• Chris Elliott talks David Letterman, The Rewrite, Schitt’s Creek (Laughspin Interview)

    Chris Elliott stars in The RewriteChris Elliott has had a long, storied career in film and television playing oddballs, jerks, and weirdos. There’s Chris Peterson, the 30-year-old paperboy in the cult favorite television series Get A Life. Larry, the awkward and aloof cameraman in Groundhog Day. There’s Woogie, the creepy and increasingly disgusting suitor in There’s Something About Mary. There’s Nathaniel Mayweather, the emotionally stunted seaman in Cabin Boy. And there’s Chris Monsanto, the eccentric U.S. Marshal in Adult Swim’s Eagleheart. But Elliott’s most recent role as an English professor in Marc Lawrence’s The Rewrite, starring Hugh Grant, Marisa Tomei, J.K. Simmons, and Allison Janney, displays an actor who can deftly pull back from a goofier reputation to perform with subtlety and quiet confidence. I spoke with the actor and comedian about his new movie role, his dream job working with Eugene Levy and Catherine O’Hara on Schitt’s Creek, the nature of mentorship, David Letterman, and how television has changed over the past three decades.

    What drew you to The Rewrite and specifically to this role?
    The writer and director, Marc Lawrence, I had worked with previously many years ago. We had struck up a friendship and always wanted to work together again, and never did. Although I auditioned for this role, I think he initially wrote it with me in mind, And in this romantic comedy with Hugh Grant, I seemed to speak to it right away. It’s definitely something I had not done until this moment in my history and career. The role was basically, because Marc wrote it, an easy fit for me.

    I think you played it beautifully. This character comes across as very earnest and very kind.
    Oh, thank you!

    Thinking about some of the roles that you’re mostly known for, it seems like a small departure from this series of smug jerks you’ve played in the past: like Larry in Groundhog Day or Woogie in There’s Something About Mary. How was that process of preparing different this time?
    I think I spent the last five years of my career trying to tone down what it is I do, because I’m 54 now, and I made my bones really in television doing this kind of man-child character. The older I get, the less palatable that persona is, even though it’s still very comfortable for me to do. This was nice just to not have that pressure on, to try to be that guy. I could just sit into this role and act. I’ve never really considered myself an actor before; I’ve always considered myself just this goofy personality that some people enjoy. It’s fun to actually start to act now, the older I get.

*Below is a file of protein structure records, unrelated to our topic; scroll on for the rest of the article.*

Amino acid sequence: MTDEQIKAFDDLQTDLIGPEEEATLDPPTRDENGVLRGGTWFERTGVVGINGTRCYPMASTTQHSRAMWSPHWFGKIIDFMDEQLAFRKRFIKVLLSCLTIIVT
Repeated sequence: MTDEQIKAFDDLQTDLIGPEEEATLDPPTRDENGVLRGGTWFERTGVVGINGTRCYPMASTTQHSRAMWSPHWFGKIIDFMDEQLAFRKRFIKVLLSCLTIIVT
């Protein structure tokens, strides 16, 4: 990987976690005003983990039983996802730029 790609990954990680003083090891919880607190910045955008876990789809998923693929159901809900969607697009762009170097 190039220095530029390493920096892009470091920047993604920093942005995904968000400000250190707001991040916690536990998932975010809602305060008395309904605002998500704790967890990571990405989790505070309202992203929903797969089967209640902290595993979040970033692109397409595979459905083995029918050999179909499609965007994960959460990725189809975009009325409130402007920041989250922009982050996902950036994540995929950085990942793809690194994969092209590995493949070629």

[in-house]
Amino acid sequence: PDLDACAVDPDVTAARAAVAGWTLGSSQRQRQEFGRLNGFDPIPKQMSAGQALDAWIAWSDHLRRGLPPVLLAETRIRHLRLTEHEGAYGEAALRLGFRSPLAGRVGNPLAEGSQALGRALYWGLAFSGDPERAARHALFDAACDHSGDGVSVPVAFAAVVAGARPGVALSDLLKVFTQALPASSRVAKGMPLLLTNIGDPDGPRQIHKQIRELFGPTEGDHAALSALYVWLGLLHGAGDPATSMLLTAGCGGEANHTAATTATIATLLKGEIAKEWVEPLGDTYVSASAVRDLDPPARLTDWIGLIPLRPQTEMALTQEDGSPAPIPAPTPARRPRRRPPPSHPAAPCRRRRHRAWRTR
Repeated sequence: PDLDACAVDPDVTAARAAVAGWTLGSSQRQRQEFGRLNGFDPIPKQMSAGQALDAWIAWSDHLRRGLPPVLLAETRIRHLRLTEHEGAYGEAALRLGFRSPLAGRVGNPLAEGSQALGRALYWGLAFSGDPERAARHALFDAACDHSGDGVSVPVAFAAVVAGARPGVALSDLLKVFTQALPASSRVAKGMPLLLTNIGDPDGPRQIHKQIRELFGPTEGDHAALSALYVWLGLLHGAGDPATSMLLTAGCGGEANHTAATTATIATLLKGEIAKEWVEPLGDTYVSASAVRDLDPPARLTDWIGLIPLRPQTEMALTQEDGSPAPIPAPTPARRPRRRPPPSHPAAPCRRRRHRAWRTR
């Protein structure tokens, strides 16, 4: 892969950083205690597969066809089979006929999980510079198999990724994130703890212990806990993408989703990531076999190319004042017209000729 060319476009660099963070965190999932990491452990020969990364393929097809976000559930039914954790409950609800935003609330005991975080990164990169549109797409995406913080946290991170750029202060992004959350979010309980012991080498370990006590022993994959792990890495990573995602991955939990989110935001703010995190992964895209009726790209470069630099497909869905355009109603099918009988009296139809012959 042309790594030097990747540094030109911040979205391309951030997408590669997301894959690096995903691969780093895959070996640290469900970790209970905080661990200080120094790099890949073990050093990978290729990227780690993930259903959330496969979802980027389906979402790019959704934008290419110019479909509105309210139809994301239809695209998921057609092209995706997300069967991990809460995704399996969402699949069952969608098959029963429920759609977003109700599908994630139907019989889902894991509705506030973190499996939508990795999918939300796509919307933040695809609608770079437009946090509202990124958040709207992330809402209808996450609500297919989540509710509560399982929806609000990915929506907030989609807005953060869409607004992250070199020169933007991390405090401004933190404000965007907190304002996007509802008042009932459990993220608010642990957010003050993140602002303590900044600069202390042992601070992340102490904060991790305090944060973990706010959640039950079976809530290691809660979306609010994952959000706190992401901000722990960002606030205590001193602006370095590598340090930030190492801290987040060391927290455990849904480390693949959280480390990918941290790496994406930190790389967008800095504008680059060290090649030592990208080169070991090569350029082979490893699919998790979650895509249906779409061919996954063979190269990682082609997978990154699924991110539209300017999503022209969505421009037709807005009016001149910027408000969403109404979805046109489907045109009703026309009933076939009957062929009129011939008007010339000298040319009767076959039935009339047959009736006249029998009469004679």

It totally comes across. Your performance is quite understated, and works within the ensemble.
    I love the movie. I actually did a couple of interviews, which was stupid on my part, before I had actually seen the movie. And then I saw the movie, and, I mean, the only reason it was unfortunate is because my memory isn’t all that it was, and I couldn’t remember everything I did in the movie. But watching it—not me, I hate watching myself—but the movie, I think, is a great movie. It’s really character-driven, and I think Hugh Grant is great, and Marisa Tomei is great, and J.K. Simmons is amazing to watch.

    Absolutely, the ensemble is incredible.
    And all the kids are great. It’s just one of those movies that you’re watching actors actually act and listening to the writing. And it’s a movie about writing, so I guess that’s a success that you come away feeling that way. It’s rare, I think, it’s a throwback to a 70s movie or a foreign film to me. It’s about real people and you’re just watching them go through these moments during the day. It’s very close to reality, almost like a documentary in a way.

    I’m getting my Ph.D. right now and the fact that this movie centers on mentorship, inspiration, and creativity taught through teaching and instruction—that resonated with me in this career path.
    Yeah, I think it does with everybody. And the theme of “when can you start over?” or “when can you do what you thought you were going to be passionate about?” Those are questions I’m asking myself, and I think everyone goes through that. The ultimate question is also about talent, and where does that come from. Can it be taught? Or can it just be practiced into existence? I think it hits on all those questions that, no matter what career, what business, what you do for a living, everyone asks themselves.